Evaru (Amazon Prime Video): No matter how cynical you are about suspense thrillers, the end-twist in Evaru (which very appropriately means ‘Who Are you’) will leave you stunned to the core. Frankly, I never saw that concluding finale coming. It is a measure of the very adventurous Adivi Sesh’s derring-do that he plunges into the thriller genre once again after the fabulous Kshanam (remade into Hindi as the awful Baaghi 2) and Goodachari and he still succeeds beyond all expectations in creating a whodunit that stays a step ahead of the audience even if you have seen the Spanish film The Invisible Guest and its faithful Hindi remake Badla last year. Evaru makes bold departure from the original and yet remains faithful to the original content about an unfaithful woman. This is a masked treatise on marital discontent gone horribly awry. Adivi Sesh plays the kind of seedy greedy cop whose incongruous suaveness would make your blood crawl. He is sent to pre-empt murder accused Regina Cassandra’s grilling in the courtroom…Something like, what would you say if the Judge throws this accusation at you. Second-guessing never seemed so seductive. The verbose exchanges between Vikram (Adivi) and Sameera (Regina) are fraught with smothered fury. You know there is something building up here which is far more explosive than a woman pretending to be a Hithcockian heroine when her avaricious aspirations are way too low to hit the graceful indiscretions of a classic murder victim. It is hard not to be sucked into the world of crime and infidelity that director Venkat Ramji creates out of the original Spanish film, which I felt was felled by its own self-righteous anger. Significantly and perhaps conveniently, Evaru builds a case for Sameera’s infidelity by showing her husband to be gay. This may initially seem like a cop-out in more ways than one, what with the cop-hero outing the gay husband in Sameera’s loveless marriage. But then the plot constructs into a kind of hurling spiral that leaves you with no room to judge the female protagonist kindly or unkindly. Think Tapsee in Badlaa. That’s Regina Cassandra, icily self-motivated shrugging off her moral responsibilities towards her loveless marital arrangement as she plunges into an extra-marital relationship with the seemingly amoral Ashok (played with deliberate brimming-at-the-top volatility by Naveen Andrews which is far more effective than Tony Luke’s whiny infidelity on Badla). But it’s Adivi Sesh whose quietly projected cockiness spreads itself outwards in the plot creating a climate of ominous anxiety, never quite expressed openly until the end when the final twist implodes onto the screenplay in a way I’ve not seen happening in any Indian thriller. Indeed Evaru is the smartest thriller in recent times comparable only with the Hindi Andha Dhun where the hero made us feel he could or couldn’t see, depending on what he wanted or didn’t want to see. In Evaru Adivi’s Vikram sees everything. We don’t. It takes us time to see what Vikram does. The moment of recognition is so stunning that the light will blind you. Go, experience the thrill of watching a suspense drama that is at once stylish and persuasive.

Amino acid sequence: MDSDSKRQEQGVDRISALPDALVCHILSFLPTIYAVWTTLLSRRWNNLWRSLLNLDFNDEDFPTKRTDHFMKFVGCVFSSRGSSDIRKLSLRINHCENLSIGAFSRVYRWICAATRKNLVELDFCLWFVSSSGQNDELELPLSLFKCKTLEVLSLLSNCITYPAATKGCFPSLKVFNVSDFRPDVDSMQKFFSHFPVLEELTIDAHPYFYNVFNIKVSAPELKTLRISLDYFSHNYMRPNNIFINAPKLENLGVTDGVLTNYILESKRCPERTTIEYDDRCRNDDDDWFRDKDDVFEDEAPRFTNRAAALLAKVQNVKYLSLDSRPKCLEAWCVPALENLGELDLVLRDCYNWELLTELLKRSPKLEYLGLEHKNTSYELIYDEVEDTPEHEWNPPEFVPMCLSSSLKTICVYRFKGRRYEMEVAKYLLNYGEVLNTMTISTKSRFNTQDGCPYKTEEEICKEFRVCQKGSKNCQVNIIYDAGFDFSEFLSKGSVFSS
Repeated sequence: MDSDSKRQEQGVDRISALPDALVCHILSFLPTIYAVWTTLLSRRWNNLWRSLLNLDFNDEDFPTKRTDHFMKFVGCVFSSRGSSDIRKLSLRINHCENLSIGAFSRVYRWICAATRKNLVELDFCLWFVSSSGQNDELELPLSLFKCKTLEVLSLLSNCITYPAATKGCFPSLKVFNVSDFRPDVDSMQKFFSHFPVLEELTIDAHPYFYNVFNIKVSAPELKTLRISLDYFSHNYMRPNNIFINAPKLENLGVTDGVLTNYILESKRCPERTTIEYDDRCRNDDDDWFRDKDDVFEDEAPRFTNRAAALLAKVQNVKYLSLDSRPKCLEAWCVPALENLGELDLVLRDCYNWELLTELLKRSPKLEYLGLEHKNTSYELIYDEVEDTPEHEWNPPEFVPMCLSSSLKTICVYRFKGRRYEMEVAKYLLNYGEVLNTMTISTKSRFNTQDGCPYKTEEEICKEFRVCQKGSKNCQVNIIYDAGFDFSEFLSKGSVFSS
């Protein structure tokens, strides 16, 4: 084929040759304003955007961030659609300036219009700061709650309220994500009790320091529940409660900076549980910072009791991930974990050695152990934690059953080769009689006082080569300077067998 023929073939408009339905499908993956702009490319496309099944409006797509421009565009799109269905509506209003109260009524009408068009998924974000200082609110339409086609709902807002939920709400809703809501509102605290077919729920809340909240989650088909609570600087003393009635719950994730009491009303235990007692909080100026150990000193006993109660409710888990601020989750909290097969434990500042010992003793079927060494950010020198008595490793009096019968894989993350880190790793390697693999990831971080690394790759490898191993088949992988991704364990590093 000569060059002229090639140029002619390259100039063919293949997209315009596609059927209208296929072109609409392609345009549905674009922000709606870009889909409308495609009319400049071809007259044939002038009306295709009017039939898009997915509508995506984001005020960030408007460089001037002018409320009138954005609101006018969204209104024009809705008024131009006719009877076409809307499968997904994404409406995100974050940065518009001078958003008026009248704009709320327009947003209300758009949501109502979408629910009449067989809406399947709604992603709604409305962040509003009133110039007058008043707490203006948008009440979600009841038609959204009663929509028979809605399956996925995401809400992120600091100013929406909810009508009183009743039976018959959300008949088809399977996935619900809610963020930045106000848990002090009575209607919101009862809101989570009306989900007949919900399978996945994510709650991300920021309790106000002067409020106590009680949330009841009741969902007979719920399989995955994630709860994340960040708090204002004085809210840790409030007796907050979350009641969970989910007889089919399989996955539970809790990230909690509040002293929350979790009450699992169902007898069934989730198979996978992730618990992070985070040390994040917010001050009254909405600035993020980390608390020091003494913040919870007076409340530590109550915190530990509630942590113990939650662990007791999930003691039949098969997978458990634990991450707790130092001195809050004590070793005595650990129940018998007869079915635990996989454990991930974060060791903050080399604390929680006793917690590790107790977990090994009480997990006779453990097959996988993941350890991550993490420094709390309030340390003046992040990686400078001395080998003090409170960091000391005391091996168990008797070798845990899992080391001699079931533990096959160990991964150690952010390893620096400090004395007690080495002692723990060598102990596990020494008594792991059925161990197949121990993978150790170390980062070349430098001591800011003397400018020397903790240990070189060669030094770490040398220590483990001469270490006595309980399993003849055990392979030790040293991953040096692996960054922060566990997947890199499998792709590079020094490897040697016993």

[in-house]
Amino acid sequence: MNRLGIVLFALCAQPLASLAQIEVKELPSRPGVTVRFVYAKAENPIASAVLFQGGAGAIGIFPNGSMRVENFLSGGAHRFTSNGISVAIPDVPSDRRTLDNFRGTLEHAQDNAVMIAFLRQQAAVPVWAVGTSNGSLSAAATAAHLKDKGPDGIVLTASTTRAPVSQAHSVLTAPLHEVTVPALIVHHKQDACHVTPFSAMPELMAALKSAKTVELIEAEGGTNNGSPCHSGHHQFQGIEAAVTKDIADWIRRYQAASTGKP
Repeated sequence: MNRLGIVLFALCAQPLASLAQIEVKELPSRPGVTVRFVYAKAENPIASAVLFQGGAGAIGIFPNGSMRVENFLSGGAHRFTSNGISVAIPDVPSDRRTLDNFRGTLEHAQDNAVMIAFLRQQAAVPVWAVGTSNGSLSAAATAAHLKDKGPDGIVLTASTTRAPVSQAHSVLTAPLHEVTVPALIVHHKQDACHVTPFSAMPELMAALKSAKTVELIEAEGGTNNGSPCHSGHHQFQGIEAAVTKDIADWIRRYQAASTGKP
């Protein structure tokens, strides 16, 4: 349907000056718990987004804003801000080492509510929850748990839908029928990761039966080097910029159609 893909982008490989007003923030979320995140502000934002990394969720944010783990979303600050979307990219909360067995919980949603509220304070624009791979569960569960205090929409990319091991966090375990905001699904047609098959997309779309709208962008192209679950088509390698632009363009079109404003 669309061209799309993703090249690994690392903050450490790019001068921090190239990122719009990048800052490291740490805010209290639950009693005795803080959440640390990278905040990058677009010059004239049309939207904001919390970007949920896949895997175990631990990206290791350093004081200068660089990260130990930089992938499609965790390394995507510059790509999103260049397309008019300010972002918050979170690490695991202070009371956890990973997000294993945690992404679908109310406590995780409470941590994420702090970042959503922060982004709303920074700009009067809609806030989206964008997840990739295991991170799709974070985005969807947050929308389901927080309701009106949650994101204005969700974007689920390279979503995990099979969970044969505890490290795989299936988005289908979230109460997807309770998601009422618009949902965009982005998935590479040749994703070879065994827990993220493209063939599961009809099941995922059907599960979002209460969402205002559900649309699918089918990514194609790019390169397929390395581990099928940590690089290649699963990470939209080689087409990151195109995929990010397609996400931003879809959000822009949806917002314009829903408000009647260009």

Love Per Square Feet (Netflix): Not too many people write love letters these days. So let’s celebrate this love letter from actor-turned-director Anand Tiwari to Basu Chatterjee. Tiwari’s Love per Square Footfalls in the space of those bitter-sweet dramas about the housing space that we saw in the 1970s. You know, Basu Chatterjee Piya Ka Ghar, Bhim Sain’s Garonda, Rajinder Singh Bedi’s Dastak. This is Basu Chatterjee’s universe unplugged, updated and remixed, of train commuters, auto riders and bus travellers falling in love on the road. With lot of sex, rather, sexy suggestions of sex, thrown in. In one sequence when Vicky Kaushal’s Sanjay Chaturvedi is close-dancing Angira Dhar’s Karina she refers to the stir in his pelvis region. As he mumbles his explanation his phone in his pocket rings. She meant that only. What else could it be. Quirkily captivating Love Per Square Foot has an endearing cast of charming actors who plunge into the plot in pursuit of a space where one can pitch the tent of one’s post-tenancy dreams. There is an edge of desperation in Sanjay Chaturvedi and Karina d’Souza’s decision to form a marital alliance in order to procure a joint housing loan. Vicky Kaushal, who is rapidly occupying the space for the working-class hero where Ayushmann Khurrana already has a hold, is every inch Sanjay who wants nothing more than a home of his own away from his well-meaning but annoying parents. Newcomer Angira Dhar has a Zarina Wahab/Vidya Sinha kind of casual grace to her personality. The couple’s journey from self-interest to love is well-charted, though portions of the narrative are enveloped in an uneasy uncertainty. But then there is Sanjay’s predatory female boss, played with lip-smacking, nail-clawing, lipgloss-melting relish by Alankrita Sahai. In the way she attacks her employee’s pelvic premises in her office, this woman is clearly a Harvey Weinstein in the making. Truly entertaining if somewhat alarming in her naked self-absorption. But the film and its enchanting narrative propensity clearly favour the older actors. Raghubir Yadav as Vicky Kaushal’s bathroom-singer of a father is delightful, as is Supriya Pathak as his doting devoted wife. And Ratna Pathak Shah as the leading lady’s harried Catholic mother with her anxieties and biases brings the house down. The film’s most likeable sequence has Ratna visiting Raghubir and Supriya to fix up her daughter’s wedding. To entertain his future samdhan, Raghubir bursts into Yeh nayan darey darey on the harmonium. Ratna is enchanted. “I’ve heard your voice before…were you on radio?” This is where we get to know that Raghubir was an announcer on a railway station. In Love Per Square Foot dreams come a long way from their origin in the City Of Dreams as we get to know characters whom we’ve met, or have seen on the road in passing, or probably heard talking across a thin wall in a cheap hotel room. Admirably no one in this film about defeated dreams wastes time feeling sorry for him or herself. These are people on the go…never mind where they’re going. At one point in the story, Karina drops in unannounced at Sanjay’s house. “Could we sneak into your room?” she whispers at his door. “I don’t have a room,” he smiles with a gleam in his eyes that could be tears. But it is not. Who has the time to cry when the real-estate agent waits with the key to your kingdom?
Image source: Amazon, Imdb